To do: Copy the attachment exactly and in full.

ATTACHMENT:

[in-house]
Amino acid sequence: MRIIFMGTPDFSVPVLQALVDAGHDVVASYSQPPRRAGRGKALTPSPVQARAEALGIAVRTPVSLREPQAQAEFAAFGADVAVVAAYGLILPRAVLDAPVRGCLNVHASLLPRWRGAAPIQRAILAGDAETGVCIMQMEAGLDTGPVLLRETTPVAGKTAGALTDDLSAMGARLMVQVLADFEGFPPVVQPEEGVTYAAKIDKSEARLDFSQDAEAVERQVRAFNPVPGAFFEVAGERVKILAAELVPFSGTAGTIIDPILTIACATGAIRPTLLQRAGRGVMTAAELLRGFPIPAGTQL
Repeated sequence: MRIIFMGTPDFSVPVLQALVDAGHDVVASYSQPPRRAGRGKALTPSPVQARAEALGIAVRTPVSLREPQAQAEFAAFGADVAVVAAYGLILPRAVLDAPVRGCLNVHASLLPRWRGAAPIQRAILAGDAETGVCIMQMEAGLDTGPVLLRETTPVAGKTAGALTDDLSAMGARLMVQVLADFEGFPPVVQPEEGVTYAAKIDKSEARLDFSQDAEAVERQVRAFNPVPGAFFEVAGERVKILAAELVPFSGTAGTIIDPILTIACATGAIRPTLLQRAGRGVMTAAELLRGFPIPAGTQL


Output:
[in-house]
Amino acid sequence: MRIIFMGTPDFSVPVLQALVDAGHDVVASYSQPPRRAGRGKALTPSPVQARAEALGIAVRTPVSLREPQAQAEFAAFGADVAVVAAYGLILPRAVLDAPVRGCLNVHASLLPRWRGAAPIQRAILAGDAETGVCIMQMEAGLDTGPVLLRETTPVAGKTAGALTDDLSAMGARLMVQVLADFEGFPPVVQPEEGVTYAAKIDKSEARLDFSQDAEAVERQVRAFNPVPGAFFEVAGERVKILAAELVPFSGTAGTIIDPILTIACATGAIRPTLLQRAGRGVMTAAELLRGFPIPAGTQL
Repeated sequence: MRIIFMGTPDFSVPVLQALVDAGHDVVASYSQPPRRAGRGKALTPSPVQARAEALGIAVRTPVSLREPQAQAEFAAFGADVAVVAAYGLILPRAVLDAPVRGCLNVHASLLPRWRGAAPIQRAILAGDAETGVCIMQMEAGLDTGPVLLRETTPVAGKTAGALTDDLSAMGARLMVQVLADFEGFPPVVQPEEGVTYAAKIDKSEARLDFSQDAEAVERQVRAFNPVPGAFFEVAGERVKILAAELVPFSGTAGTIIDPILTIACATGAIRPTLLQRAGRGVMTAAELLRGFPIPAGTQL